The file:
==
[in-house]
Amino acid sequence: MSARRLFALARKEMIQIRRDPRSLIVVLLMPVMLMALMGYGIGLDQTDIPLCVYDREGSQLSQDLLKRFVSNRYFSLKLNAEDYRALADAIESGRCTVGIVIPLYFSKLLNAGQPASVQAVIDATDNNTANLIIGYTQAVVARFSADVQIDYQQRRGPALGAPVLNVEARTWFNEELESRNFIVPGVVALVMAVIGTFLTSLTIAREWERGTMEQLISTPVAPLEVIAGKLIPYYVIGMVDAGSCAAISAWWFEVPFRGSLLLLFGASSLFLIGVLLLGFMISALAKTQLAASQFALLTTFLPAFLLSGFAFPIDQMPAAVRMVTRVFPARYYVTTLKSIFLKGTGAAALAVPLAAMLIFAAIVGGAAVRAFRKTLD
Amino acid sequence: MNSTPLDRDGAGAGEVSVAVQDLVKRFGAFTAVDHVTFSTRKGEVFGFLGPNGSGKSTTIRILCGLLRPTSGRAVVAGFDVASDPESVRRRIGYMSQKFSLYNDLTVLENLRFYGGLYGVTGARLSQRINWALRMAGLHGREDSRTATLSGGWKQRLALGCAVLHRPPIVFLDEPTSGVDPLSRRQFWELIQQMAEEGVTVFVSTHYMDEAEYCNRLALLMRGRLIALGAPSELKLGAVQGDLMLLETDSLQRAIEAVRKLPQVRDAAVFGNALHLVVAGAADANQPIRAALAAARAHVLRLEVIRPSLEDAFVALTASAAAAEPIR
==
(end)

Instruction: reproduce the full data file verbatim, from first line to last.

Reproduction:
[in-house]
Amino acid sequence: MSARRLFALARKEMIQIRRDPRSLIVVLLMPVMLMALMGYGIGLDQTDIPLCVYDREGSQLSQDLLKRFVSNRYFSLKLNAEDYRALADAIESGRCTVGIVIPLYFSKLLNAGQPASVQAVIDATDNNTANLIIGYTQAVVARFSADVQIDYQQRRGPALGAPVLNVEARTWFNEELESRNFIVPGVVALVMAVIGTFLTSLTIAREWERGTMEQLISTPVAPLEVIAGKLIPYYVIGMVDAGSCAAISAWWFEVPFRGSLLLLFGASSLFLIGVLLLGFMISALAKTQLAASQFALLTTFLPAFLLSGFAFPIDQMPAAVRMVTRVFPARYYVTTLKSIFLKGTGAAALAVPLAAMLIFAAIVGGAAVRAFRKTLD
Amino acid sequence: MNSTPLDRDGAGAGEVSVAVQDLVKRFGAFTAVDHVTFSTRKGEVFGFLGPNGSGKSTTIRILCGLLRPTSGRAVVAGFDVASDPESVRRRIGYMSQKFSLYNDLTVLENLRFYGGLYGVTGARLSQRINWALRMAGLHGREDSRTATLSGGWKQRLALGCAVLHRPPIVFLDEPTSGVDPLSRRQFWELIQQMAEEGVTVFVSTHYMDEAEYCNRLALLMRGRLIALGAPSELKLGAVQGDLMLLETDSLQRAIEAVRKLPQVRDAAVFGNALHLVVAGAADANQPIRAALAAARAHVLRLEVIRPSLEDAFVALTASAAAAEPIR